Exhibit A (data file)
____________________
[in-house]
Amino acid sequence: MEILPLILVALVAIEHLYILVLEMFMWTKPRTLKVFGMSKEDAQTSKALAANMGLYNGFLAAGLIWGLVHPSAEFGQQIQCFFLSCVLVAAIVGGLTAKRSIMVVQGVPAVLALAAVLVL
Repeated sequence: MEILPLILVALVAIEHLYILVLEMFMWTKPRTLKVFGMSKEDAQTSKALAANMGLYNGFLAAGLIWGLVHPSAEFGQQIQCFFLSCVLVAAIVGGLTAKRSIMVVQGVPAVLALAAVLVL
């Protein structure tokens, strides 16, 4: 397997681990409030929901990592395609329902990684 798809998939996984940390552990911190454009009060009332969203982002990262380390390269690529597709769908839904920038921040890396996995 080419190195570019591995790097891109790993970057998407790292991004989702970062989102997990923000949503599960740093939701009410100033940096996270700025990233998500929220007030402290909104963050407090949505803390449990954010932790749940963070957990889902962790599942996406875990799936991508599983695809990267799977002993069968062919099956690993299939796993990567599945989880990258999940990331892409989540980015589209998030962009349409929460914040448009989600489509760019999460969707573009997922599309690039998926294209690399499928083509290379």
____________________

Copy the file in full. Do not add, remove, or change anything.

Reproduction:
[in-house]
Amino acid sequence: MEILPLILVALVAIEHLYILVLEMFMWTKPRTLKVFGMSKEDAQTSKALAANMGLYNGFLAAGLIWGLVHPSAEFGQQIQCFFLSCVLVAAIVGGLTAKRSIMVVQGVPAVLALAAVLVL
Repeated sequence: MEILPLILVALVAIEHLYILVLEMFMWTKPRTLKVFGMSKEDAQTSKALAANMGLYNGFLAAGLIWGLVHPSAEFGQQIQCFFLSCVLVAAIVGGLTAKRSIMVVQGVPAVLALAAVLVL
């Protein structure tokens, strides 16, 4: 397997681990409030929901990592395609329902990684 798809998939996984940390552990911190454009009060009332969203982002990262380390390269690529597709769908839904920038921040890396996995 080419190195570019591995790097891109790993970057998407790292991004989702970062989102997990923000949503599960740093939701009410100033940096996270700025990233998500929220007030402290909104963050407090949505803390449990954010932790749940963070957990889902962790599942996406875990799936991508599983695809990267799977002993069968062919099956690993299939796993990567599945989880990258999940990331892409989540980015589209998030962009349409929460914040448009989600489509760019999460969707573009997922599309690039998926294209690399499928083509290379």